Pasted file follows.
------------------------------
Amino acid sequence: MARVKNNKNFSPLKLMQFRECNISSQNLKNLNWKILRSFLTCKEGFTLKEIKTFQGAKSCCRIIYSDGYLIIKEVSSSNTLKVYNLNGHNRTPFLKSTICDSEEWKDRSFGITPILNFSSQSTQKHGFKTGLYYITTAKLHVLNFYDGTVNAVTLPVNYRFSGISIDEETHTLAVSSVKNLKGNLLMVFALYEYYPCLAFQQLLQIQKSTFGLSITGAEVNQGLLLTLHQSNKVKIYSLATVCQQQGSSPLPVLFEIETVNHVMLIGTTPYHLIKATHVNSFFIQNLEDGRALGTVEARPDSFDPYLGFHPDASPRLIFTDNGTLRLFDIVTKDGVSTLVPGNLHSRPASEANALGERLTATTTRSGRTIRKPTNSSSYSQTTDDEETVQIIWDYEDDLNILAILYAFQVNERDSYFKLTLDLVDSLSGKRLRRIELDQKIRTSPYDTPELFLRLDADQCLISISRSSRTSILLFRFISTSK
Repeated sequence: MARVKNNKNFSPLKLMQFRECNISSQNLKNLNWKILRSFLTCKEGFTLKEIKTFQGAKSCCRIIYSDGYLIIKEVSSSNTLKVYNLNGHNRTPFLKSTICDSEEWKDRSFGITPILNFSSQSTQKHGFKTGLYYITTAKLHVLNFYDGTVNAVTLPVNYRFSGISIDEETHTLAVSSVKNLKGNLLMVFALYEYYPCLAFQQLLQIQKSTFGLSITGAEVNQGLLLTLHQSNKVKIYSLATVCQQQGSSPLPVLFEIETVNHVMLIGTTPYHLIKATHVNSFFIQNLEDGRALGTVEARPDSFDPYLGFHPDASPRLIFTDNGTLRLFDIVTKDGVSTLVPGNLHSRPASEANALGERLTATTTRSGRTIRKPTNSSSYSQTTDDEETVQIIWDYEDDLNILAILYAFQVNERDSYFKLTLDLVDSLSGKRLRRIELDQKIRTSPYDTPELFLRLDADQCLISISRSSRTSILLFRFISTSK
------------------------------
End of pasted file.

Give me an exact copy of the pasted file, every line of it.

Amino acid sequence: MARVKNNKNFSPLKLMQFRECNISSQNLKNLNWKILRSFLTCKEGFTLKEIKTFQGAKSCCRIIYSDGYLIIKEVSSSNTLKVYNLNGHNRTPFLKSTICDSEEWKDRSFGITPILNFSSQSTQKHGFKTGLYYITTAKLHVLNFYDGTVNAVTLPVNYRFSGISIDEETHTLAVSSVKNLKGNLLMVFALYEYYPCLAFQQLLQIQKSTFGLSITGAEVNQGLLLTLHQSNKVKIYSLATVCQQQGSSPLPVLFEIETVNHVMLIGTTPYHLIKATHVNSFFIQNLEDGRALGTVEARPDSFDPYLGFHPDASPRLIFTDNGTLRLFDIVTKDGVSTLVPGNLHSRPASEANALGERLTATTTRSGRTIRKPTNSSSYSQTTDDEETVQIIWDYEDDLNILAILYAFQVNERDSYFKLTLDLVDSLSGKRLRRIELDQKIRTSPYDTPELFLRLDADQCLISISRSSRTSILLFRFISTSK
Repeated sequence: MARVKNNKNFSPLKLMQFRECNISSQNLKNLNWKILRSFLTCKEGFTLKEIKTFQGAKSCCRIIYSDGYLIIKEVSSSNTLKVYNLNGHNRTPFLKSTICDSEEWKDRSFGITPILNFSSQSTQKHGFKTGLYYITTAKLHVLNFYDGTVNAVTLPVNYRFSGISIDEETHTLAVSSVKNLKGNLLMVFALYEYYPCLAFQQLLQIQKSTFGLSITGAEVNQGLLLTLHQSNKVKIYSLATVCQQQGSSPLPVLFEIETVNHVMLIGTTPYHLIKATHVNSFFIQNLEDGRALGTVEARPDSFDPYLGFHPDASPRLIFTDNGTLRLFDIVTKDGVSTLVPGNLHSRPASEANALGERLTATTTRSGRTIRKPTNSSSYSQTTDDEETVQIIWDYEDDLNILAILYAFQVNERDSYFKLTLDLVDSLSGKRLRRIELDQKIRTSPYDTPELFLRLDADQCLISISRSSRTSILLFRFISTSK